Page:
With an increase in propane school bus sales, retailers can pursue new gallon-growth opportunities in the market.

On average, a propane school bus burns about 4,000 gallons per year, Mouw says. With a decent-sized school bus fleet, those gallons can add up.

For some retailers, the market already makes up a sizable portion of their sales. Overall, autogas comprises 10 to 15 percent of sales at Northwest Propane. Wood attributes his company’s autogas success to Texas’ willingness to adopt autogas. Efforts from the Texas Propane Gas Association, the Texas Railroad Commission, the Propane Council of Texas and PERC have also paid off and helped to boost school districts’ awareness of autogas in the state.

“I would say that here in Texas, the market is booming and growing for us,” Wood says. “We’re seeing technology improve, which could lead to growth. We’re continuing to pursue not only the existing school districts, but also those that have never tried it.”

The market isn’t just booming in Texas. The market is also growing in the Midwest, particularly in Iowa and Illinois, says Becky Hornblower, propane marketing and technical services manager at Growmark.

She has seen a number of school districts in Iowa and Illinois commit to propane buses, including Olympia CUSD 16. The school district partnered with Evergreen FS, a Growmark company, to test two propane school buses in the 2014-15 school year. It purchased 10 more in the 2015-16 school year. With the latest addition of propane buses, more than a third of the school district’s fleet now runs on autogas.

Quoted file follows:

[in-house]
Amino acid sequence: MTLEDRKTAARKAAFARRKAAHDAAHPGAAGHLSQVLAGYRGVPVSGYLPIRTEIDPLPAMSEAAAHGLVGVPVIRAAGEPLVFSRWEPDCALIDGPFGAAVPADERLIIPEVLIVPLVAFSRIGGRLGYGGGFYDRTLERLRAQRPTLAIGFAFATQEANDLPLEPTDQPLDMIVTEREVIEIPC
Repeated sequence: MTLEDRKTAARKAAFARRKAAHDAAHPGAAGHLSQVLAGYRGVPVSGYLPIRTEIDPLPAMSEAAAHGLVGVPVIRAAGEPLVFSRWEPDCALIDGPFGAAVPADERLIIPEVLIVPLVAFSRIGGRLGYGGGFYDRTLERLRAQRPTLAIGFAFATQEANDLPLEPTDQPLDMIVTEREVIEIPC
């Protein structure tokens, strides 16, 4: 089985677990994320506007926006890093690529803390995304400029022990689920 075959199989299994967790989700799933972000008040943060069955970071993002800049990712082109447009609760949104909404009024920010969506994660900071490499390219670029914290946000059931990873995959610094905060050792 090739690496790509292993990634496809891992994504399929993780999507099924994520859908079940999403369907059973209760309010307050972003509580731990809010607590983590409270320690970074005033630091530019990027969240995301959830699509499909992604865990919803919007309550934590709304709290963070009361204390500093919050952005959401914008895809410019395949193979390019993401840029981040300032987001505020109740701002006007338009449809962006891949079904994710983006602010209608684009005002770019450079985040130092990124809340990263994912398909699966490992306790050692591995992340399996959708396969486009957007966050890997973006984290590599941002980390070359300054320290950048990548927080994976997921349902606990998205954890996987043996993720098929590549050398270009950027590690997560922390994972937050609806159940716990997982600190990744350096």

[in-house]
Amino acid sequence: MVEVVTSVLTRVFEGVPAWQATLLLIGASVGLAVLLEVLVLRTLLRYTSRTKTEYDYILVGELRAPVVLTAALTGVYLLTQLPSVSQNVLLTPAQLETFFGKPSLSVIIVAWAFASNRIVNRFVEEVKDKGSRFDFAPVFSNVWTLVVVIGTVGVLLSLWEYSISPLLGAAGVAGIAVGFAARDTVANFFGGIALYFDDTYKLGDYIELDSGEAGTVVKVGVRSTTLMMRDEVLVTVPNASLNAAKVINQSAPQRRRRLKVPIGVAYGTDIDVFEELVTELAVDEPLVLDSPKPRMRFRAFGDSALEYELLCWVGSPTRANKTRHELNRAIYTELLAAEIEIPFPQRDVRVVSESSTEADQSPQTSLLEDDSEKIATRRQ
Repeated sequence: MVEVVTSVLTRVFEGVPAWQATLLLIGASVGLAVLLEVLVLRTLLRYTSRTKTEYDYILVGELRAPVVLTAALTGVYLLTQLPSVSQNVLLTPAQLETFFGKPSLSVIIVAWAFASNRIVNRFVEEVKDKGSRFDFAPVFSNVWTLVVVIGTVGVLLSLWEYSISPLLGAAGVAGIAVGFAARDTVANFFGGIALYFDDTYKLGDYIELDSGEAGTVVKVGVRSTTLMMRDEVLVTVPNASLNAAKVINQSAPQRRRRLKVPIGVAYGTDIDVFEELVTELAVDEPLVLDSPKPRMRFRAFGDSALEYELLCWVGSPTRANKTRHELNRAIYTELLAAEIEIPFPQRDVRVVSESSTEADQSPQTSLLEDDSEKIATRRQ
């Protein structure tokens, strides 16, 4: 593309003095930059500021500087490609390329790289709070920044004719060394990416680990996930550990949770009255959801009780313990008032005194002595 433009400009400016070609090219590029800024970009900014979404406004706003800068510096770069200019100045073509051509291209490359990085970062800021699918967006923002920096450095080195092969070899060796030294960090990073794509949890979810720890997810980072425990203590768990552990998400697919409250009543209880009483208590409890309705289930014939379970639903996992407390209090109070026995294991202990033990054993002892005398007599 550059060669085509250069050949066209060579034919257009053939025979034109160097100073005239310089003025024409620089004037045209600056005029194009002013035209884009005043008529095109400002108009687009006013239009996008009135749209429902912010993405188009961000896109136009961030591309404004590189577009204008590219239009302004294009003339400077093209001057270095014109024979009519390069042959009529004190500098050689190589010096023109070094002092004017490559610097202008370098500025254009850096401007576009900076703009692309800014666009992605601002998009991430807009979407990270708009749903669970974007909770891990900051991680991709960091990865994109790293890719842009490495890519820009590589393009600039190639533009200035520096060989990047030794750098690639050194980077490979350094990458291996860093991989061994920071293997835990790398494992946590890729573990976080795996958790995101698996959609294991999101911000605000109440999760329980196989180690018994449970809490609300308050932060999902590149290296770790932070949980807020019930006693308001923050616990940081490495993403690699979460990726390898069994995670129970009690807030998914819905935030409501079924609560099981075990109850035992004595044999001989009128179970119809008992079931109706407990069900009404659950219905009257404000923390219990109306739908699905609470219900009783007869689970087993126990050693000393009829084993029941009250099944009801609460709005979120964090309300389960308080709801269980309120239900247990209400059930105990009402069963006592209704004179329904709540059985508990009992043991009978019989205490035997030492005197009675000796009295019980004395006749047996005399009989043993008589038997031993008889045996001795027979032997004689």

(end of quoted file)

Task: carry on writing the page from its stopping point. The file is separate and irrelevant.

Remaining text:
“They started with two buses and saw immediate positive results,” Hornblower says. “Over a 10-year period, the school district is projecting to save about $300,000 with just this fleet of 12 buses.”

The school district is saving about $2,700 per year in fuel and maintenance costs for each of its propane buses when compared to diesel buses. Although the school district spent about $4,000 more to purchase each of its propane buses instead of diesel buses, Olsen estimates it will regain that money in two years.

“The numbers are better than our initial outlook, which was $2,200 in savings per year,” he says. “So we’re making back that money spent in only a year or two here. Assuming we get a good lifespan on these buses, we’ll more than earn our investment.”


More: Top propane school bus accounts

Megan Smalley

About the Author:

Megan Smalley is the associate editor of LP Gas magazine. Contact her at msmalley@northcoastmedia.net or 216-363-7930.